• Rebecca T.

Steps 1,2, and 3 of Alcoholics Anonymous

Updated: Aug 22

Bill C is one of those gems in AA, the kind that isn’t afraid to tell it like it is. The longer sober I am, the more I love those gems. Most often they are at meetings, just a part of the meeting and outside of which just quietly getting on with life. They have no flashy guru status, nor some strange awe-inspiring practice in which they found nirvana, or the ‘ONE’ true path. Listening to Bill C is like a sigh of relief.

There are so many pearls of wisdom in episode 113, that I could do a whole other blog post and still not be done. This time, I’ll concentrate on just a few of them.

Conspicuous Absence. Or is it Inconspicuous Absence?

Bill C says on episode 113, most of us were absent, when those life lessons were being handed out in our formative teenage years. Another sigh of relief ‘Oh so THAT’S why I still respond like a child when (you can put anything you like here, there’s so many examples). It’s probably quicker to ask my other half what those times were. Because it’s REALLY obvious. Embarrassingly so.

Moving right along.

I think my absence in my life was conspicuous. Others might feel it was inconsipicous for them. In either case. Wasn’t there, wasn’t present, when the life lessons were being dished out.

I don’t know about any other AAer, but I often expect myself to have it all thoroughly sorted by now, particularly because I came to AA quite young. Bill C is there to gently remind the listener, that practically speaking, we’re not going to have it all together, all of the time, because we were not ‘all there’ when the life lessons were happening.

‘Don’t take things personally’

I am constantly amazed that someone else’s short fuse or bad behaviour has nothing to do with me. Sure, unless I did something totally mean or violent to another person, then yeah, that person’s recoiling from me is a direct result of my poor behaviour. That’s not what Bill C is talking about here. He’s talking about those times – again speaking for myself – I think that just because someone is upset, or rude to me, that it is all my fault. If only I was so omnipotent!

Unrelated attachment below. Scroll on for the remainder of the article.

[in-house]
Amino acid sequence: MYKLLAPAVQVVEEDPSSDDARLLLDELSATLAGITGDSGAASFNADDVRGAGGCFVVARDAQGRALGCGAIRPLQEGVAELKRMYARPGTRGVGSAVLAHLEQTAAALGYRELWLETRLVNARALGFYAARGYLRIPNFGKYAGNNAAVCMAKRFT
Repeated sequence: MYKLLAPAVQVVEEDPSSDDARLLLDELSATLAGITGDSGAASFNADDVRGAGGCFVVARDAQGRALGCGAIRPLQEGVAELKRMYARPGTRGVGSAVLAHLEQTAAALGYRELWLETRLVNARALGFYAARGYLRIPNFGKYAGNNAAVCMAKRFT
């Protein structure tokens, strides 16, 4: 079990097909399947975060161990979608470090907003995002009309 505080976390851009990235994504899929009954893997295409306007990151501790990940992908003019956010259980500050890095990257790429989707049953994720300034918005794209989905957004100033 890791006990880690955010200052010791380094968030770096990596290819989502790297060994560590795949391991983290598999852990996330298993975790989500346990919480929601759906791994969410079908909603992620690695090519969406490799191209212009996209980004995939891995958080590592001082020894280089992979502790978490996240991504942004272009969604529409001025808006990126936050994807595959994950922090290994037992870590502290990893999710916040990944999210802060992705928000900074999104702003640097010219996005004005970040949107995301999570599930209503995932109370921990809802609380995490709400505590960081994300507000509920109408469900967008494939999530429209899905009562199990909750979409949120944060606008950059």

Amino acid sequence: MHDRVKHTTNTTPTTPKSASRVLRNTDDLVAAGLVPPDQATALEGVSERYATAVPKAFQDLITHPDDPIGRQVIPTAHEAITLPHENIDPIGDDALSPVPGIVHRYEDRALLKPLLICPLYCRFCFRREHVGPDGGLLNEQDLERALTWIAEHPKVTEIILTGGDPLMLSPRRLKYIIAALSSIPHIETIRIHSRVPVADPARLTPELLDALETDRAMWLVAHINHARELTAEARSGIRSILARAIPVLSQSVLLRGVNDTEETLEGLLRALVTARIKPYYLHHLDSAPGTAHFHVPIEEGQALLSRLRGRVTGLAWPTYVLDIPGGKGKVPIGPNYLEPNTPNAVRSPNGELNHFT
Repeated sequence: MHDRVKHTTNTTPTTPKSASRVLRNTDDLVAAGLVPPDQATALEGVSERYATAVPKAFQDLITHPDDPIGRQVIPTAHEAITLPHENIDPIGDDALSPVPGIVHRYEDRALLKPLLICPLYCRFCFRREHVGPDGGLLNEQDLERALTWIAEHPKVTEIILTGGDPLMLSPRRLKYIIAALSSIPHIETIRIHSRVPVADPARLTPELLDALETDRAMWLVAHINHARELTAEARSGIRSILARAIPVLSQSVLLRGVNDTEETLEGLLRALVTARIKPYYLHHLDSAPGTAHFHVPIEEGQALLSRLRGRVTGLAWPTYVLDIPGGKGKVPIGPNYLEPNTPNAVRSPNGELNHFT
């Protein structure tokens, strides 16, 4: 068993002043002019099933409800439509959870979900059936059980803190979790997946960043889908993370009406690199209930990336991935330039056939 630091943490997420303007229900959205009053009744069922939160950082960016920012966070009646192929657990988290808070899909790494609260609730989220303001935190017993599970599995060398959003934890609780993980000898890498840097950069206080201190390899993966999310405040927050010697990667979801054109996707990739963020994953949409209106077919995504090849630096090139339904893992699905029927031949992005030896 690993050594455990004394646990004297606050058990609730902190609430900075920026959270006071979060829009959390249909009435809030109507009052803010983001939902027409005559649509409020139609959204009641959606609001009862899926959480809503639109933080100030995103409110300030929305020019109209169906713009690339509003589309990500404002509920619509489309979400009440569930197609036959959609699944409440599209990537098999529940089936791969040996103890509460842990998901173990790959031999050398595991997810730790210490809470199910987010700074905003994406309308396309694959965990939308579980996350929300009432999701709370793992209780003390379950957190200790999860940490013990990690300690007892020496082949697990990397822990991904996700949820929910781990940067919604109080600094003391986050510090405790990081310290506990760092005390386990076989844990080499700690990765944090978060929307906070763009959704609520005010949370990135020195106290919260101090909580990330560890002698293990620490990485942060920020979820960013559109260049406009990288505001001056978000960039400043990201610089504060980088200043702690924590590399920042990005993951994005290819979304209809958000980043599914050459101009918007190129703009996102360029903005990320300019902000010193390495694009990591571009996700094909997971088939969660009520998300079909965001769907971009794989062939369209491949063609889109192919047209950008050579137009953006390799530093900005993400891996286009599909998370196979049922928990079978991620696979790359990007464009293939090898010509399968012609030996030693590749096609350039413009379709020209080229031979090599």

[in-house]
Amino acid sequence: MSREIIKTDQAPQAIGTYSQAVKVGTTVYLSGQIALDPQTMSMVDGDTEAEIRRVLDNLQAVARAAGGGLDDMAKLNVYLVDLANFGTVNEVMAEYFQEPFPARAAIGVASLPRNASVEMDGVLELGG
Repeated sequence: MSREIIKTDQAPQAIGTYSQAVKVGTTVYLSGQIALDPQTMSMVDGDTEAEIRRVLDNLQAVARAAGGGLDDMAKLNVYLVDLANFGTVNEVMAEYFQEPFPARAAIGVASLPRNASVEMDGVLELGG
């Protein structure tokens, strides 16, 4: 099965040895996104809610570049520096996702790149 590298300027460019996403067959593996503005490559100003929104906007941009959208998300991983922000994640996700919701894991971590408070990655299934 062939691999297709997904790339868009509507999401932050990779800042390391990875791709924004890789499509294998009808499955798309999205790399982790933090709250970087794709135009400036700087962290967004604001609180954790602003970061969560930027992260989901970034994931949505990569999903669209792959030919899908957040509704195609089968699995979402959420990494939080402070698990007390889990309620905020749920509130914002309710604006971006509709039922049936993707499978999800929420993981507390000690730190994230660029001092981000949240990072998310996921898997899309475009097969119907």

The more comfortable with who I am, the more that someone else’s shite doesn’t bother me. I agree with Bill C on that point.

The most spiritual thing you hear in AA is ‘Get in the car’.

The magic happens in those car trips to and from AA meetings. In early sobriety, I went on many a car trip with other AAs to institution and prison meetings and conventions and general AA get-togethers. I really don’t think I had much to offer when going to institutions and prisons, but I had another day sober, and I started to learn, ever-so-awkwardly, just how to be.

And those trips got me out of my own head long enough to think about someone else. I actually looked forward to them. It wasn’t like my social life was going ahead in leaps and bounds, so I might as well tag along on a car trip or three.

If you’re a newcomer to AA, I recommend having a listen to Bill C. He’s not going to tell you to believe in God, or don’t believe in God. And he’s not going to tell you to do the program his way, or else. Nope. Refreshingly, Bill C just tells it from his point of view, and he tells it ‘like it is’ warts and all. Above all else:

  • We have some catching up to do with this thing called life. It can be really painful and fun often all the same time,

  • Don’t take it personally AND,

  • Get in the car. Don’t get in the car with strangers. That’s not cool. But do get in the car with your AA buddies. That’s where the magic happens. Maybe with masks and hand sanitizer. And check out the rules for which part of the world you live in first😊

Rebecca T

Home Group: Friday Women in Recovery, Christchurch, Aotearoa (New Zealand)

The 12 Steps of AA

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